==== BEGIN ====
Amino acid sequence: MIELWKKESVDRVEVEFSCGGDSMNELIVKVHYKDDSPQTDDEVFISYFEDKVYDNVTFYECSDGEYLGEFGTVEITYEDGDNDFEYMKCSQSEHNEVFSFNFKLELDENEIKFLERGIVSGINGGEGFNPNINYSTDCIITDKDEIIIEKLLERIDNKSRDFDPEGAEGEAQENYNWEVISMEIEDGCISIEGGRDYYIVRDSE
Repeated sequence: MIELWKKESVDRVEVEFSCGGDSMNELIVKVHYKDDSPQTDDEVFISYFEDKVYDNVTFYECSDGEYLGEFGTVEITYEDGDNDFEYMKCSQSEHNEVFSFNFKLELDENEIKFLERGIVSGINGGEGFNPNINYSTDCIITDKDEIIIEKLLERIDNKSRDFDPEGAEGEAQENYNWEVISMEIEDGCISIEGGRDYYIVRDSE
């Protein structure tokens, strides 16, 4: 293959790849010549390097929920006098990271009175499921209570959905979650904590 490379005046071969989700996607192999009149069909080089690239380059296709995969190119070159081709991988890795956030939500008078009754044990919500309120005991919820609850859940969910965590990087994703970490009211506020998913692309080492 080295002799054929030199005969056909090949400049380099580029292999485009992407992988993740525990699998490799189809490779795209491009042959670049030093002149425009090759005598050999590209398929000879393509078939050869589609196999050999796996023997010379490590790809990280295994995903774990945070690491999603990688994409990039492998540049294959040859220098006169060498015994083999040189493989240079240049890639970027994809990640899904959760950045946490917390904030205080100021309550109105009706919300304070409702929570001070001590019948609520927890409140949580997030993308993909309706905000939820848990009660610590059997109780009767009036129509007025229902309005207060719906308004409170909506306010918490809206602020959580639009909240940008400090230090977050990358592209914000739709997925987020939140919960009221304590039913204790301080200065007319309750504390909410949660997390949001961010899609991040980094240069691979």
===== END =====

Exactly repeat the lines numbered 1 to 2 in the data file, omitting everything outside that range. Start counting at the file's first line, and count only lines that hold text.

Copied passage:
Amino acid sequence: MIELWKKESVDRVEVEFSCGGDSMNELIVKVHYKDDSPQTDDEVFISYFEDKVYDNVTFYECSDGEYLGEFGTVEITYEDGDNDFEYMKCSQSEHNEVFSFNFKLELDENEIKFLERGIVSGINGGEGFNPNINYSTDCIITDKDEIIIEKLLERIDNKSRDFDPEGAEGEAQENYNWEVISMEIEDGCISIEGGRDYYIVRDSE
Repeated sequence: MIELWKKESVDRVEVEFSCGGDSMNELIVKVHYKDDSPQTDDEVFISYFEDKVYDNVTFYECSDGEYLGEFGTVEITYEDGDNDFEYMKCSQSEHNEVFSFNFKLELDENEIKFLERGIVSGINGGEGFNPNINYSTDCIITDKDEIIIEKLLERIDNKSRDFDPEGAEGEAQENYNWEVISMEIEDGCISIEGGRDYYIVRDSE